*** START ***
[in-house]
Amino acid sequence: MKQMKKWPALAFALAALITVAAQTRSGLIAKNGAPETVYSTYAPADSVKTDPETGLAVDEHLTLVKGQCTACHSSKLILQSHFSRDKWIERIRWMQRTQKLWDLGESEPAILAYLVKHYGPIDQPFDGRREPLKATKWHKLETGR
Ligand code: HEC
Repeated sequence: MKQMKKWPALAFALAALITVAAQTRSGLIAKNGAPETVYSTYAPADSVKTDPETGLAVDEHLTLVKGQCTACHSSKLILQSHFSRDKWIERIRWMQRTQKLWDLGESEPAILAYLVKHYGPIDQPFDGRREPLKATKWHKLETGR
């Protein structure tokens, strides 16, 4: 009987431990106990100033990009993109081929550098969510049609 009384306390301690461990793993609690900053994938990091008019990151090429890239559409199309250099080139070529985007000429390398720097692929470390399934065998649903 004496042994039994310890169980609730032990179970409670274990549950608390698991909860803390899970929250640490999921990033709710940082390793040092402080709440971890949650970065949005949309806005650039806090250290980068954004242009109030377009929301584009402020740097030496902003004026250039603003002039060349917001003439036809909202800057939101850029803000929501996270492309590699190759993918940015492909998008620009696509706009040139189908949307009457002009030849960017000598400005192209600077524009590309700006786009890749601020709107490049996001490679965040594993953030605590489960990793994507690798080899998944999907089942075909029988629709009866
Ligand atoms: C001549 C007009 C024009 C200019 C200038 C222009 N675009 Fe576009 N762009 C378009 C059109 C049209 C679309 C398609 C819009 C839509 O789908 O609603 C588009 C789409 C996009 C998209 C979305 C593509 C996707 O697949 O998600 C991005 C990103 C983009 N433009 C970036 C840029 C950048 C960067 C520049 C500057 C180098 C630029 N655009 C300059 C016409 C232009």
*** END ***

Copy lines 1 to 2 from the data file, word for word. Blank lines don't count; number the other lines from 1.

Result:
[in-house]
Amino acid sequence: MKQMKKWPALAFALAALITVAAQTRSGLIAKNGAPETVYSTYAPADSVKTDPETGLAVDEHLTLVKGQCTACHSSKLILQSHFSRDKWIERIRWMQRTQKLWDLGESEPAILAYLVKHYGPIDQPFDGRREPLKATKWHKLETGR